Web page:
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This page considers the word "Hittite" as used in various parts of the Old Testament, and discusses some implications of this.
It is tentatively suggested that the single translation "Hittite" does not do justice to the variations of use through the Old Testament, and that very few of the references should be solidly linked to the Anatolian people of that name. Instead, the words often refer to a Canaanite tribe living mostly in the hill-country region. Other possible interpretations are considered below.
There are two root words used:
A possible link is with châthath, to break down, to be/make afraid but this is not certain: equally it could be of foreign derivation. Uses of the two words differ slightly.
So, to whom is the Old Testament referring? In particular, should any or all of the references be linked with the Anatolian people who flourished during the Middle and Late Bronze Age, or to other (later) uses of the word Hatti or Khatti? Usage outside the Old Testament will be considered below.
As explained above, chêth is restricted to Genesis (both on its own and in combination), except for the single 1 Chronicles 1 reference which is not found in the Septuagint. This may be viewed simply as a patronymic way of identifying a particular tribal group. The term apparently refers to a Semitic-speaking group in the hill country of Israel, with quite similar customs to those of Abraham and his family. The alternative word chittîy is also used of this group, with no obvious difference in use.
The most frequent use of chittîy is as one member of a collection of tribes paraded as enemies of Israel. This usage will be considered below. Excluding this, what is there? The term is applied to a number of specific individuals in the time of the united monarchy (Achimelekh and Uriah) as well as the uses already discussed in Genesis. There is no indication where David had recruited these followers from. However, if the Merenptah stele does indeed refer to a group of Anatolians who had settled in Canaan, there is the possibility that these warriors were recruited from amongst them - in the conventional chronology Merenptah was about 200 years before the united monarchy, which arguably would be long enough for them to become assimilated by a Semitic culture.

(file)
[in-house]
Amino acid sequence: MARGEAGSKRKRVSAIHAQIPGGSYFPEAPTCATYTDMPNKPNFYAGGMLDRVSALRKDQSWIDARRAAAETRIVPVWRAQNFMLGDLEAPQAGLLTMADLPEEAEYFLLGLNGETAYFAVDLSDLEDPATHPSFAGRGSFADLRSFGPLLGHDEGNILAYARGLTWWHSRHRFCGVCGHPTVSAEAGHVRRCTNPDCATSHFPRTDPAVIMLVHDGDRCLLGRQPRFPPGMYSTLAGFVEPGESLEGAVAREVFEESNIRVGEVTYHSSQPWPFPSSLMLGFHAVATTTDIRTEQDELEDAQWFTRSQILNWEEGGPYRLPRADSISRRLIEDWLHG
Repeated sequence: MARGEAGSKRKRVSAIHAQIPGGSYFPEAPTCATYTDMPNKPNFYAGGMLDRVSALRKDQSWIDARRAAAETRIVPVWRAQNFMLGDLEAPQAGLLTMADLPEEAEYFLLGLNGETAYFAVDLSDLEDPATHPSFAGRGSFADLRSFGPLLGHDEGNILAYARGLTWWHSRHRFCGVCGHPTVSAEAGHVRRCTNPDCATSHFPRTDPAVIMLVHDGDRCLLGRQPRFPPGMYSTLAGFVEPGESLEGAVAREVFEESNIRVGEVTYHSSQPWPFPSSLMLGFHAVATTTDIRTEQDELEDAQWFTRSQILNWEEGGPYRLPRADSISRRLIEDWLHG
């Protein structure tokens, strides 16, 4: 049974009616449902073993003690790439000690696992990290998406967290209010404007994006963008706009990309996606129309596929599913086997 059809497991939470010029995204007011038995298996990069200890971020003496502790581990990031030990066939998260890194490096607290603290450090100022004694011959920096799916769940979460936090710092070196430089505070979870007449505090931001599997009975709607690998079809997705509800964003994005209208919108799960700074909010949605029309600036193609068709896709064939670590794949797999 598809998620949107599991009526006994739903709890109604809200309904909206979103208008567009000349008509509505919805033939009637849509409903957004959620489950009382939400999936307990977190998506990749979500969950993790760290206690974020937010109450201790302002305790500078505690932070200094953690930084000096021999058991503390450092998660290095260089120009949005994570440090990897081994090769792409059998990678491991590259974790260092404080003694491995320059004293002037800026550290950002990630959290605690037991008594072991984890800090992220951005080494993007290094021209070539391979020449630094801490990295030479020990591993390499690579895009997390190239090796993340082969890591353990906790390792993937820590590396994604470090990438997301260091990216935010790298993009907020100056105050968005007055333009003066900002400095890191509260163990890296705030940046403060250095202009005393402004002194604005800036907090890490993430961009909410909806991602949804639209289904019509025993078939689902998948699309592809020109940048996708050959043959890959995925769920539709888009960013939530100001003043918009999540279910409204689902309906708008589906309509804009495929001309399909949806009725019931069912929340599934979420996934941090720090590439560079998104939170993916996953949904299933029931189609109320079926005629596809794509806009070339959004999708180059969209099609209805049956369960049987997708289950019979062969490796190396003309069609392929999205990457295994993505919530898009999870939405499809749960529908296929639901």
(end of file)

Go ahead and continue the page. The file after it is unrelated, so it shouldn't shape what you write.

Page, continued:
This leaves a very small number of plural uses, listed below:
It will be seen that there are very few uses overall. They are clustered in two areas: during the conquest of the land, and during the early part of the monarchy. Around the time of the conquest, the term is only used in a group sense - in other words we do not find uses of the kind X the Hittite. In Joshua and Judges the term is used to indicate ownership of part of the land: however we do not find a word used in the abstract for Hatti-land. This contrasts strongly with the nonBiblical use outlined below, and with the Biblical practice for other major nations. For example we have a word for Egyptian people (mitsrîy), and a distinct word for Egypt (mitsrayim), not simply the phrase land of the Egyptians (’erets hammitsrîy). This is a most important distinction.
In the United Monarchy, we once again find individual people called X the Hittite (Achimelech and Uriah). These were part of David's following, seemingly from an early stage of his rise to power. We find Solomon marrying Hittite women and trading with Hittite kings. Later in the monarchy period, we have a single reference to kings of the Hittites in a generic way, with no particular geographic connection except that the Aramaeans are loosely connected with them. This could - but need not - suggest that they were located to the north of Israel.
The Anatolian Hittites who founded first a kingdom and then an empire able to contend with Egypt for control of Syria-Palestine are frequently mentioned in surviving texts. Available evidence indicates that these were not Semitic, and that their principal language was Indo-European (though with some unusual features). However, a considerable number of texts in different languages have been found archaeologically, including Semitic ones. This perhaps suggests that they were comfortable in communicating with other nations in whatever language the occasion demanded. Their land is referred to by the terms: